7. Managers Overriding Processes
You’ve helped your team develop great processes. You’ve trained them. You’ve set up the systems to support those processes. And then, when there is a crisis or a problem, you immediately discard the process. It is surprising how often managers make exceptions to a procedure. It gets the immediate problem fixed, but at a cost. All the work backed up in the queue now is in disarray, and the team has to get things back in order. It introduces a tremendous amount of waste for very little actual gain. Instead, improve the process to either eliminate the reasons for the exceptions, or set up your process with some decision points to accommodate the special situations.
8. Encouraging Variation
Not only do managers often tolerate variation in processes, they often actively encourage it. The most common infractions occur in administrative processes when there is a big backlog or a person is going on vacation. The boss looks at the workload and asks the person to clear his or her desk before the time off starts, or says things like “Do what you can” or “Let’s pull out all the stops”. Does he think that the person normally is not doing what she can? Does he think that there are normally ‘stops’ in a process that are optional, but are left in there for no particular reason? What he is really saying is that he wants the person to change the way the work is done. That should never happen. When there is a big pile, the manager should provide help. When there is a vacation, the manager should provide help. When there is a big order or a spike, the manager should provide help. See the trend? The manager should never ask people to disregard their processes.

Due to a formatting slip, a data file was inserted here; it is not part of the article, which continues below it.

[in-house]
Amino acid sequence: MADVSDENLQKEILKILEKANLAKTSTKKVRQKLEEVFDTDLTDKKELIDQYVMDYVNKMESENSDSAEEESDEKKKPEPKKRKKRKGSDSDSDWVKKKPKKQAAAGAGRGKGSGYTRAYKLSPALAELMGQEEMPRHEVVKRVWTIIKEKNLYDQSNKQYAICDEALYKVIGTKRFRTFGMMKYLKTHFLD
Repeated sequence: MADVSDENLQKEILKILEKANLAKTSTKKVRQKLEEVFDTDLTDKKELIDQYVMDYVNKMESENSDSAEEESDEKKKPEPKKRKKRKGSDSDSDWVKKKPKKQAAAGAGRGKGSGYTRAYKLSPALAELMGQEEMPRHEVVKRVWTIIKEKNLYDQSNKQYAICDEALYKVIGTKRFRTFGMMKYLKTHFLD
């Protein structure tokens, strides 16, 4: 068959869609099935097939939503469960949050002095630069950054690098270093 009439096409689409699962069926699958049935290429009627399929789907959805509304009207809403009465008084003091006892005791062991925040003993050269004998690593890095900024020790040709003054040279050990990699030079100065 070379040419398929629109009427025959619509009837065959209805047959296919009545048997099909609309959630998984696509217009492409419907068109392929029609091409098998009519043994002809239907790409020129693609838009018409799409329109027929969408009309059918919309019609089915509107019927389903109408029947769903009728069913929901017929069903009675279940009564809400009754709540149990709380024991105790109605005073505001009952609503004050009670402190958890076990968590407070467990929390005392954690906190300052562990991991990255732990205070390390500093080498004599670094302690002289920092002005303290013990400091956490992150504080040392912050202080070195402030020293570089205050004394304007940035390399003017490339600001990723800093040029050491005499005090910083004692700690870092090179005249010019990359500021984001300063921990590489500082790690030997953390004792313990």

9. Making Time Estimates or Mapping Processes from a Conference Room
Picture this scenario. A kaizen team is sitting in a conference room, and the facilitator asks them to map out a process. The team hovers around a big sheet of butcher paper with sticky notes and does the map from memory. Or the facilitator asks how long a process takes and the response is “about 5:30″. In truth, when a team is trying to analyze a process to improve it, they rarely get the degree of accuracy they need from memory. Even with a map created by a team of people who do a process every day, I invariably find inaccuracies or missing steps when we actually go and watch the process. And if you look at a list of actual timings, only 2 out of 60 should end in either :00 or :30. About 97% of the time it will be some uneven number. You need accuracy to make improvements, and guesses don’t cut it.